Generally, the present invention provides an electrophotographic element having a silicon layer of a thickness between 0.5 and 3 μm and a process in which said element is developed by a one-component developing powder having a resistivity of less than 105 ohm.meter. As used herein, the term "silicon layer" denotes a layer consisting mainly of homogeneous and amorphous silicon. Such layers can be formed by depositing silicon on a support from silane under the influence of a radio frequency field. It is also possible to incorporate smaller quantities of other elements by mixing the silane with one or more other hydrides, such as a diborane.
It has been found that the dark decay rate of silicon layers (i.e. the rate at which a layer is discharged) can be significantly reduced by using a thin layer of a thickness of less than 3 μm. By reducing the dark decay rate, the charge stays on the layer longer (i.e. the dark decay time increases). This reduction can be accomplished without the presence of an insulating layer. Although the preferred embodiment uses a very thin (0.2 μm) layer of silicon nitride or silicon carbide on top of the silicon layer, this layer is for improved wear characteristics. As has been mentioned before, the effect this insulating layer has on the dark decay rate of the silicon layer is negligible.
It has been further found that, expressed as percentages of the maximum charge, the dark decay rate of a silicon layer of a thickness of 2.5 μm is approximately one-fifth that of the layer having the same composition but of a thickness of 20 μm. In other words, by decreasing the thickness of the layer of silicon so that it is in the range of 0.5 to about 5 μm, the dark decay time is increased so that it is greater than 25 seconds.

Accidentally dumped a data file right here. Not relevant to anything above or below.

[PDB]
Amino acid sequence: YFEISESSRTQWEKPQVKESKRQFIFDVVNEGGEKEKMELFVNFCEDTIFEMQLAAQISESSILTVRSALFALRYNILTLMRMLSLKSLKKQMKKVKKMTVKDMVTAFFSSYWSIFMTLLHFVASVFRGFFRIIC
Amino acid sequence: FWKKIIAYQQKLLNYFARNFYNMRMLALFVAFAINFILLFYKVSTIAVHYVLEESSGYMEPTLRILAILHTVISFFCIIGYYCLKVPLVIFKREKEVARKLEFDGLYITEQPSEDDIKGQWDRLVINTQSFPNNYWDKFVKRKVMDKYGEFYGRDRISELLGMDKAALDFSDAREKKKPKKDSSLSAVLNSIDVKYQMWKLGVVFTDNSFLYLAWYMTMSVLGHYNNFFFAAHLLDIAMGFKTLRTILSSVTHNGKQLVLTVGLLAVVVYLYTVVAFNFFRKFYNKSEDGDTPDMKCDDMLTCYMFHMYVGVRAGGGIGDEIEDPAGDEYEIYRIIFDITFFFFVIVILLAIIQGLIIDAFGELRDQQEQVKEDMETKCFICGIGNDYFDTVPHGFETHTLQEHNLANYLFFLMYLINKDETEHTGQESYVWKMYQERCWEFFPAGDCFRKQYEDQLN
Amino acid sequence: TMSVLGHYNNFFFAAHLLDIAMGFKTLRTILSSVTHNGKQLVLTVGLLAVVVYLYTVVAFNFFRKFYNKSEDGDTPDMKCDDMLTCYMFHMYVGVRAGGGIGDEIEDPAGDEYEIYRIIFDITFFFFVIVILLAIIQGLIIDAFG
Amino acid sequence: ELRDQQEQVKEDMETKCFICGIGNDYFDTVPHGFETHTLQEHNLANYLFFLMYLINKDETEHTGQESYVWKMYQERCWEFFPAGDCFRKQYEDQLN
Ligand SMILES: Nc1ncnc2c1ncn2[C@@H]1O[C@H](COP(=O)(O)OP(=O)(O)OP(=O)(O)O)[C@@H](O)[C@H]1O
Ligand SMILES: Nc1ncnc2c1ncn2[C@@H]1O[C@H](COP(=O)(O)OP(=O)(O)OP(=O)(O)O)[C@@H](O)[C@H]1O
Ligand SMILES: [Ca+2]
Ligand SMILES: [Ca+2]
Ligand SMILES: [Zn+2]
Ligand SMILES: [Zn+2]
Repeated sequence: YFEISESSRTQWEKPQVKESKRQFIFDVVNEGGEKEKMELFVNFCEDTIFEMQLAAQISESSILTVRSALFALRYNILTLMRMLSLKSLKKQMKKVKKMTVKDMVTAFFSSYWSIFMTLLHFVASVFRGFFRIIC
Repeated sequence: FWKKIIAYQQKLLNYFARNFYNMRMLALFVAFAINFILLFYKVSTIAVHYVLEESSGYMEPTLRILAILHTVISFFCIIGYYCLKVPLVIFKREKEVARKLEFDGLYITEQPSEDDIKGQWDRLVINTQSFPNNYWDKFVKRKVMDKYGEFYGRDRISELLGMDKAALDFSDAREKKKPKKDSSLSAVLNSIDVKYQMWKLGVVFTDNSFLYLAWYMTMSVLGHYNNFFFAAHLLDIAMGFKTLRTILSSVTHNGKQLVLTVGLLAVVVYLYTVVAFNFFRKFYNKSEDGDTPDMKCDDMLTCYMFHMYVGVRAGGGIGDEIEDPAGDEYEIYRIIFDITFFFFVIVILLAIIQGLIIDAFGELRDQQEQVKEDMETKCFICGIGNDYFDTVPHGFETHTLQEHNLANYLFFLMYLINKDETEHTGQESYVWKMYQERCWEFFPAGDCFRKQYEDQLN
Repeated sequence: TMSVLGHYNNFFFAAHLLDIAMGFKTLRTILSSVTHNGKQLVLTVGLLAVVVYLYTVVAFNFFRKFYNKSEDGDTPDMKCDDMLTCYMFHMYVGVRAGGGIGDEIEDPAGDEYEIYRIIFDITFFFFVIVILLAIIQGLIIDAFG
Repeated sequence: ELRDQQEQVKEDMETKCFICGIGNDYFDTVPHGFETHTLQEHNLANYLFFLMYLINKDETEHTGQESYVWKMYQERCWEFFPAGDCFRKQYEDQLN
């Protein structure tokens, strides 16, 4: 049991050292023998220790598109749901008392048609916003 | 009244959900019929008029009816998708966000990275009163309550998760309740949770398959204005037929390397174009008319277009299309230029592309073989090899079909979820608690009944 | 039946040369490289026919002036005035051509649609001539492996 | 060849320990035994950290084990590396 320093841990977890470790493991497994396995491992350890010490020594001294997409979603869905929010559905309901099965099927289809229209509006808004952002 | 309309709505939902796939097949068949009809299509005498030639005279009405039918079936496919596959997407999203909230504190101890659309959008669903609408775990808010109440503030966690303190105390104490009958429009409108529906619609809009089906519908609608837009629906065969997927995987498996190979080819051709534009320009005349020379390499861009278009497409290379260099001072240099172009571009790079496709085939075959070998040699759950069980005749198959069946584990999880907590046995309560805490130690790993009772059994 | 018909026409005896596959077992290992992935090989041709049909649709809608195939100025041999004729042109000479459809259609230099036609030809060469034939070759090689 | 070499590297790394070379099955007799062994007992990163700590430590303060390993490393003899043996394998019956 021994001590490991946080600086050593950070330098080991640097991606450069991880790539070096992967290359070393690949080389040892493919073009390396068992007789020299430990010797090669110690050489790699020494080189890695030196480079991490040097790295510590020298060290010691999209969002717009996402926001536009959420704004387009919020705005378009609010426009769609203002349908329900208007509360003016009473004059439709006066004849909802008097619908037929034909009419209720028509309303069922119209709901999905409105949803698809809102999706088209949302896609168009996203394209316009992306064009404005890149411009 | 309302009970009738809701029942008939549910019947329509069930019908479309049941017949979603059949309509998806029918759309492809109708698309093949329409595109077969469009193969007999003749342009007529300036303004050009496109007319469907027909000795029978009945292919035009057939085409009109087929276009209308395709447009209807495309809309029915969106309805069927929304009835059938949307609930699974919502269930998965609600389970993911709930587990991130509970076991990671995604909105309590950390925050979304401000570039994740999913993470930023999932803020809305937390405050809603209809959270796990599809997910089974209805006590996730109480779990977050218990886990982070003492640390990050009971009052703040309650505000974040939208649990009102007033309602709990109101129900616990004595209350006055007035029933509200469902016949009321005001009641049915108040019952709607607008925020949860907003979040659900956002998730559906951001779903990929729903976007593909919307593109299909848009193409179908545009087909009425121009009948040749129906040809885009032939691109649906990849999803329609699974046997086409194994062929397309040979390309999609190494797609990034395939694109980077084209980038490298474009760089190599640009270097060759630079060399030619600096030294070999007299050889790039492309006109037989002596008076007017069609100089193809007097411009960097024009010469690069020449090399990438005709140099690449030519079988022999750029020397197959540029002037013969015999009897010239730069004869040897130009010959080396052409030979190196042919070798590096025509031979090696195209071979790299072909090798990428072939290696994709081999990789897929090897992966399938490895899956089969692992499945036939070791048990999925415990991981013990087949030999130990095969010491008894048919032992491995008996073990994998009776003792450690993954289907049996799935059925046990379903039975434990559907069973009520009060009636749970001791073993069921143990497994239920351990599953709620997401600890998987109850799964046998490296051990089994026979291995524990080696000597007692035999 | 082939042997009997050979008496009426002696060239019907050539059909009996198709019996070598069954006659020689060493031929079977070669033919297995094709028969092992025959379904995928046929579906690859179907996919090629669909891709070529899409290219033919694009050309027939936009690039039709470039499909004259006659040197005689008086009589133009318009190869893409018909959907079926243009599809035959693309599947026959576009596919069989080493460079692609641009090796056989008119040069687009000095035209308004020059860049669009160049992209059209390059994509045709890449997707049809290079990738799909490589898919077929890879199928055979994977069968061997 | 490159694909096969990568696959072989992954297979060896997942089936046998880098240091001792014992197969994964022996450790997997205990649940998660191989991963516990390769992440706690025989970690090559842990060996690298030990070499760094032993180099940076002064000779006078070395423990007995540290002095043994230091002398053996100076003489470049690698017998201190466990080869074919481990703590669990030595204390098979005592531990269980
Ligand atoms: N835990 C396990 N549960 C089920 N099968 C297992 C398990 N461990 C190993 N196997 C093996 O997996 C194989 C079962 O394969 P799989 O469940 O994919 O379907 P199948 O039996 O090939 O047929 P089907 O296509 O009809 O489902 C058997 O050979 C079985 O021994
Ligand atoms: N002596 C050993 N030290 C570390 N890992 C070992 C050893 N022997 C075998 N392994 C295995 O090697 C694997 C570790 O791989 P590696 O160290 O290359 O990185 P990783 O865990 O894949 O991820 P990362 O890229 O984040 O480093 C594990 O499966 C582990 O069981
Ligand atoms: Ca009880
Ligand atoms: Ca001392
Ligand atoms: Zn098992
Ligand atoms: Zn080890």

It has also been found that the maximum charge level of silicon layers of a thickness less than 3 μm, expressed in volt per μm thickness, is much higher than that of thicker layers. For example, silicon layers with a thickness less than 3 μm typically have a maximum potential per unit thickness of greater than 30v/μm while those layers between 5 and 20 μm only have a maximum potential per unit thickness of between about 20 and 26v/μm. This increase in maximum potential per unit thickness increases the dark decay time and decreases the dark decay rate.
The result of the very small or low thickness of the silicon layer of the electrophotographic element in the process according to the present invention is that, despite the increased maximum charge level in volt per μm thickness, the absolute charge level of the layer is relatively low. In order to develop charge images of a relatively low charge level at reasonable speed, it is preferred to use a conductive developing powder having a resistivity less than 105 ohm.m with the preferred toner. The process according to the invention has the advantage that a flexible electrophotographic belt may be used because the thin silicon layer tolerates the bending and stretching of a belt in an electrophotographic process without any problems.
Other advantages of the present invention will become apparent from reference to the following examples of the present preferred embodiment of the best mode of carrying out the invention.